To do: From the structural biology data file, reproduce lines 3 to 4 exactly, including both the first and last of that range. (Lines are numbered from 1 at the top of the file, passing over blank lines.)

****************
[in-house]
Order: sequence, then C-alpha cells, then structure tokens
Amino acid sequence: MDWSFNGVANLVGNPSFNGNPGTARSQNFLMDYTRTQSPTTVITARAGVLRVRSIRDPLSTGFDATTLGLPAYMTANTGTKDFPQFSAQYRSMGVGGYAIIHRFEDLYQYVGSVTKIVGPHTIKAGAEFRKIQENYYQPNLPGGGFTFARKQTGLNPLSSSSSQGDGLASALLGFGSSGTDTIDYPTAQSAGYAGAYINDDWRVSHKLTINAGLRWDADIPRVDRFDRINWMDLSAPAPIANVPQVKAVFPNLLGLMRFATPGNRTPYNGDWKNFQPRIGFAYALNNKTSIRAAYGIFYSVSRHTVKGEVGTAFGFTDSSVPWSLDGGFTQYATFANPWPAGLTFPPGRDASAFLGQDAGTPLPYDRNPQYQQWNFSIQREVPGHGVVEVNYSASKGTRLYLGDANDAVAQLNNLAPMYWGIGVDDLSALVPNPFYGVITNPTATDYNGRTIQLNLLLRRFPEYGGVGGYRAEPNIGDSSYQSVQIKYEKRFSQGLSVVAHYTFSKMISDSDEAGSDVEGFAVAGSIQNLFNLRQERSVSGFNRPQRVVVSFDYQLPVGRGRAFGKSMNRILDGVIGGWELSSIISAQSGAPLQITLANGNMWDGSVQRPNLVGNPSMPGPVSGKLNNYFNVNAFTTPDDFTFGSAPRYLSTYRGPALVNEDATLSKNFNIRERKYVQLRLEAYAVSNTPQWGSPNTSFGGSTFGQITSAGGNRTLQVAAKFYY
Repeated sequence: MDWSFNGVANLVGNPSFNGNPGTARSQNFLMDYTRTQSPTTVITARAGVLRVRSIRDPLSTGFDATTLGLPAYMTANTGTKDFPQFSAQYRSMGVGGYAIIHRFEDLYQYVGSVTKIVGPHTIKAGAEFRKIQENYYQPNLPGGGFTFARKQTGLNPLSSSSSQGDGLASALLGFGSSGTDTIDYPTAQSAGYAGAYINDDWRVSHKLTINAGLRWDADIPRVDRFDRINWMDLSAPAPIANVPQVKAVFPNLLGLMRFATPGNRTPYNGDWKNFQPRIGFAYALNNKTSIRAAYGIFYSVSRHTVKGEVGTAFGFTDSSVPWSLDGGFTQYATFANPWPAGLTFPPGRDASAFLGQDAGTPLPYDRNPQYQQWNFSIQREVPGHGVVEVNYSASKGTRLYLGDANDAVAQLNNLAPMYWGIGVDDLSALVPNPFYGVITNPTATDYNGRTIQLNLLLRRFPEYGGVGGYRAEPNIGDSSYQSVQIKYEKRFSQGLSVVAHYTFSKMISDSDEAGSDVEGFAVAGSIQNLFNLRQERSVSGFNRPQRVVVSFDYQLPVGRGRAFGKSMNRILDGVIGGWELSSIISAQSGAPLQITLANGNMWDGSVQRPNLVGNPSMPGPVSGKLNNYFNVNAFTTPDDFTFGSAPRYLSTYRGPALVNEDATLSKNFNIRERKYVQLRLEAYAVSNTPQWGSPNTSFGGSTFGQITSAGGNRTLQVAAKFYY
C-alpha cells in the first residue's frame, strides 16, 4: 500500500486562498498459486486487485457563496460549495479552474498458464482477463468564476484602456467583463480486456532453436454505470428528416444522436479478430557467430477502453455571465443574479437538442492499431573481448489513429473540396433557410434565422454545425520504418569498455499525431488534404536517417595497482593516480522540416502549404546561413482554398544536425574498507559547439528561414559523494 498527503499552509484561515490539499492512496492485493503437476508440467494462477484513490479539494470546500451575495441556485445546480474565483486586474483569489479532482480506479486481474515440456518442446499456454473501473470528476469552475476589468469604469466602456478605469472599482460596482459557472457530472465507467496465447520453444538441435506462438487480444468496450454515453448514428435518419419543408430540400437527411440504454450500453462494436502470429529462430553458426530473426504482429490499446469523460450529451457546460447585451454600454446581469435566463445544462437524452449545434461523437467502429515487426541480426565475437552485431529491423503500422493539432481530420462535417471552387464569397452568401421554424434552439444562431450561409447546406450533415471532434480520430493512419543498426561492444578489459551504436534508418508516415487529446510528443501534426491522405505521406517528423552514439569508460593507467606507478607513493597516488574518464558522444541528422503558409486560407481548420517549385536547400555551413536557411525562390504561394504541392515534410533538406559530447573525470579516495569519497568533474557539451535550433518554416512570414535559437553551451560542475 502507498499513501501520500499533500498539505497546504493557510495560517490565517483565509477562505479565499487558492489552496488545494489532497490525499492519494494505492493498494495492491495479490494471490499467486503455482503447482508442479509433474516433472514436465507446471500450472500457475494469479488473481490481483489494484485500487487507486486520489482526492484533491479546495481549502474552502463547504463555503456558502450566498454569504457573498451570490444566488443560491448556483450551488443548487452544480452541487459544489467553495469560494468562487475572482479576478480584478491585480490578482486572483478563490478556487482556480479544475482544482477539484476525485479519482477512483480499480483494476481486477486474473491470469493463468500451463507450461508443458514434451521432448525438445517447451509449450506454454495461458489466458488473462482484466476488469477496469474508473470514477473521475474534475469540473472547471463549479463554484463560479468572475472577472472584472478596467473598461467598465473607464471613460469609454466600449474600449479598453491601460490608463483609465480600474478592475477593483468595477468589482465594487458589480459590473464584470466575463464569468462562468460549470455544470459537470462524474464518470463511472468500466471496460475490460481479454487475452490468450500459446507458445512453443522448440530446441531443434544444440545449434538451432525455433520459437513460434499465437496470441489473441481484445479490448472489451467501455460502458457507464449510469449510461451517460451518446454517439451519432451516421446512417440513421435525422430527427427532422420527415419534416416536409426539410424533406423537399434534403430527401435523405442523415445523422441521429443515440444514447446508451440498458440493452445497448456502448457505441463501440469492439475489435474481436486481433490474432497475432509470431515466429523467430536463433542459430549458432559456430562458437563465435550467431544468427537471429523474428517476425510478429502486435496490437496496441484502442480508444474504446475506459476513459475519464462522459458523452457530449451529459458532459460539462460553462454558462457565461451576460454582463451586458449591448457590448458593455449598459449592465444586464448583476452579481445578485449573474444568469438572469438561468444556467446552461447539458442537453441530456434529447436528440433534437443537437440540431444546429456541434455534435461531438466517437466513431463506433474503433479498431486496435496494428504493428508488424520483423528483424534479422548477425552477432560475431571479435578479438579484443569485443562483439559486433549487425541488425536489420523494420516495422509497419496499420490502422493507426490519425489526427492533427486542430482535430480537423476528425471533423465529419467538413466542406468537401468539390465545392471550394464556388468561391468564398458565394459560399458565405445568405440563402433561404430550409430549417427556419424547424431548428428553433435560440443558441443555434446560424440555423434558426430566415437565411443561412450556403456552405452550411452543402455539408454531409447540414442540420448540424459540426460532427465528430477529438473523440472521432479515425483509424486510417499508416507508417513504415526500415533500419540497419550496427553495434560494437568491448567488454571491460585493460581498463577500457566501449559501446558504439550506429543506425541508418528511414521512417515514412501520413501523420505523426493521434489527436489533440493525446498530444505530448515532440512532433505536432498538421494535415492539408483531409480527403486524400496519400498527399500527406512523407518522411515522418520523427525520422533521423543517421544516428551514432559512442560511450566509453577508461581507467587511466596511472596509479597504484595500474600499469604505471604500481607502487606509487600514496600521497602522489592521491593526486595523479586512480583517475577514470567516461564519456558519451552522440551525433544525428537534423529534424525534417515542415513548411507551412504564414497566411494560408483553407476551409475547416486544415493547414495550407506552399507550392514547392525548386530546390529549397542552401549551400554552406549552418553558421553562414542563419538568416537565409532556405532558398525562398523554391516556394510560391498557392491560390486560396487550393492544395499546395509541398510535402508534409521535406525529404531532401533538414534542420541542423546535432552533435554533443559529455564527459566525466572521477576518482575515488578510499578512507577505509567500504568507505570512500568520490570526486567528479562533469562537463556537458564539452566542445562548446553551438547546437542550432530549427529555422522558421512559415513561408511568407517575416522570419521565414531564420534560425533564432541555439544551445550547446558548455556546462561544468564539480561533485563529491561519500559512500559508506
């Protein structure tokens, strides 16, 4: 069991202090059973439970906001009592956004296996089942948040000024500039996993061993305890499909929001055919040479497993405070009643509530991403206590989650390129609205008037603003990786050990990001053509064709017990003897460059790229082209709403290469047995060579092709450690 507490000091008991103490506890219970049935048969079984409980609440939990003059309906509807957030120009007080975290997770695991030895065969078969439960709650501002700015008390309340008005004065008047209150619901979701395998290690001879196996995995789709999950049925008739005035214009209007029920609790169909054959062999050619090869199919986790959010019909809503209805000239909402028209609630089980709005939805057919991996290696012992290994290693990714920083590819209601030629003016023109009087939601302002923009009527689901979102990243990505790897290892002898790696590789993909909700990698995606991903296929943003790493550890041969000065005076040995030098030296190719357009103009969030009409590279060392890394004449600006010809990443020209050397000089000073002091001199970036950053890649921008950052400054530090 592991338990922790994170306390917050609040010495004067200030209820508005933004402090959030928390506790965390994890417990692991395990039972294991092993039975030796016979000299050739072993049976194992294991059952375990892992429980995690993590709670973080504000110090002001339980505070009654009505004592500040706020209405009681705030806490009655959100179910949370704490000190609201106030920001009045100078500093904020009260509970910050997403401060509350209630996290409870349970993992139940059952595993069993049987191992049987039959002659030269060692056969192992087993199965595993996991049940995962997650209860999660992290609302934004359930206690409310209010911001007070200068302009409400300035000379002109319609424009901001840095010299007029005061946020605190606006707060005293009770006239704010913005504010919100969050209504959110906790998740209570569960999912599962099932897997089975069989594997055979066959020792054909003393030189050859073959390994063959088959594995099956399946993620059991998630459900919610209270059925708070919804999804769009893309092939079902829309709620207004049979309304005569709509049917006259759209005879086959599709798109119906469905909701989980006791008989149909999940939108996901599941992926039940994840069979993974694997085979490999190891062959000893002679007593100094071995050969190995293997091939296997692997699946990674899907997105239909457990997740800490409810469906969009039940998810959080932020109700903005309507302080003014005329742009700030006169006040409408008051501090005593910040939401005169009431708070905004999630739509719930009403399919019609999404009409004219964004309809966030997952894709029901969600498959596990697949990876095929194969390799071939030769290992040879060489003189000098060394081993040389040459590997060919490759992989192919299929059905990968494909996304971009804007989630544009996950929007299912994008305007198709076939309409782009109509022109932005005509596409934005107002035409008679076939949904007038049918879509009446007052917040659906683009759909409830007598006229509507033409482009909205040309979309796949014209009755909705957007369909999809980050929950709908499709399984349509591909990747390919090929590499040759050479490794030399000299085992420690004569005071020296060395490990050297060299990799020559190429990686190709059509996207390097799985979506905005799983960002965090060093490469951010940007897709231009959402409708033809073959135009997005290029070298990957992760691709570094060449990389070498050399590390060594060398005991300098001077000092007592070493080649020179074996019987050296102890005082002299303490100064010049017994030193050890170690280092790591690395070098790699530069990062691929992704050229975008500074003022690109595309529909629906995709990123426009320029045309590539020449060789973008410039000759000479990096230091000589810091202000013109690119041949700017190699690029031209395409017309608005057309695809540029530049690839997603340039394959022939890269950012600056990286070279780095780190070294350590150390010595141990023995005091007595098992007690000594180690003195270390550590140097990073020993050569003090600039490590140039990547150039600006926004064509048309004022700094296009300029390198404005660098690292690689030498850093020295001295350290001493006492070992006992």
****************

Amino acid sequence: MDWSFNGVANLVGNPSFNGNPGTARSQNFLMDYTRTQSPTTVITARAGVLRVRSIRDPLSTGFDATTLGLPAYMTANTGTKDFPQFSAQYRSMGVGGYAIIHRFEDLYQYVGSVTKIVGPHTIKAGAEFRKIQENYYQPNLPGGGFTFARKQTGLNPLSSSSSQGDGLASALLGFGSSGTDTIDYPTAQSAGYAGAYINDDWRVSHKLTINAGLRWDADIPRVDRFDRINWMDLSAPAPIANVPQVKAVFPNLLGLMRFATPGNRTPYNGDWKNFQPRIGFAYALNNKTSIRAAYGIFYSVSRHTVKGEVGTAFGFTDSSVPWSLDGGFTQYATFANPWPAGLTFPPGRDASAFLGQDAGTPLPYDRNPQYQQWNFSIQREVPGHGVVEVNYSASKGTRLYLGDANDAVAQLNNLAPMYWGIGVDDLSALVPNPFYGVITNPTATDYNGRTIQLNLLLRRFPEYGGVGGYRAEPNIGDSSYQSVQIKYEKRFSQGLSVVAHYTFSKMISDSDEAGSDVEGFAVAGSIQNLFNLRQERSVSGFNRPQRVVVSFDYQLPVGRGRAFGKSMNRILDGVIGGWELSSIISAQSGAPLQITLANGNMWDGSVQRPNLVGNPSMPGPVSGKLNNYFNVNAFTTPDDFTFGSAPRYLSTYRGPALVNEDATLSKNFNIRERKYVQLRLEAYAVSNTPQWGSPNTSFGGSTFGQITSAGGNRTLQVAAKFYY
Repeated sequence: MDWSFNGVANLVGNPSFNGNPGTARSQNFLMDYTRTQSPTTVITARAGVLRVRSIRDPLSTGFDATTLGLPAYMTANTGTKDFPQFSAQYRSMGVGGYAIIHRFEDLYQYVGSVTKIVGPHTIKAGAEFRKIQENYYQPNLPGGGFTFARKQTGLNPLSSSSSQGDGLASALLGFGSSGTDTIDYPTAQSAGYAGAYINDDWRVSHKLTINAGLRWDADIPRVDRFDRINWMDLSAPAPIANVPQVKAVFPNLLGLMRFATPGNRTPYNGDWKNFQPRIGFAYALNNKTSIRAAYGIFYSVSRHTVKGEVGTAFGFTDSSVPWSLDGGFTQYATFANPWPAGLTFPPGRDASAFLGQDAGTPLPYDRNPQYQQWNFSIQREVPGHGVVEVNYSASKGTRLYLGDANDAVAQLNNLAPMYWGIGVDDLSALVPNPFYGVITNPTATDYNGRTIQLNLLLRRFPEYGGVGGYRAEPNIGDSSYQSVQIKYEKRFSQGLSVVAHYTFSKMISDSDEAGSDVEGFAVAGSIQNLFNLRQERSVSGFNRPQRVVVSFDYQLPVGRGRAFGKSMNRILDGVIGGWELSSIISAQSGAPLQITLANGNMWDGSVQRPNLVGNPSMPGPVSGKLNNYFNVNAFTTPDDFTFGSAPRYLSTYRGPALVNEDATLSKNFNIRERKYVQLRLEAYAVSNTPQWGSPNTSFGGSTFGQITSAGGNRTLQVAAKFYY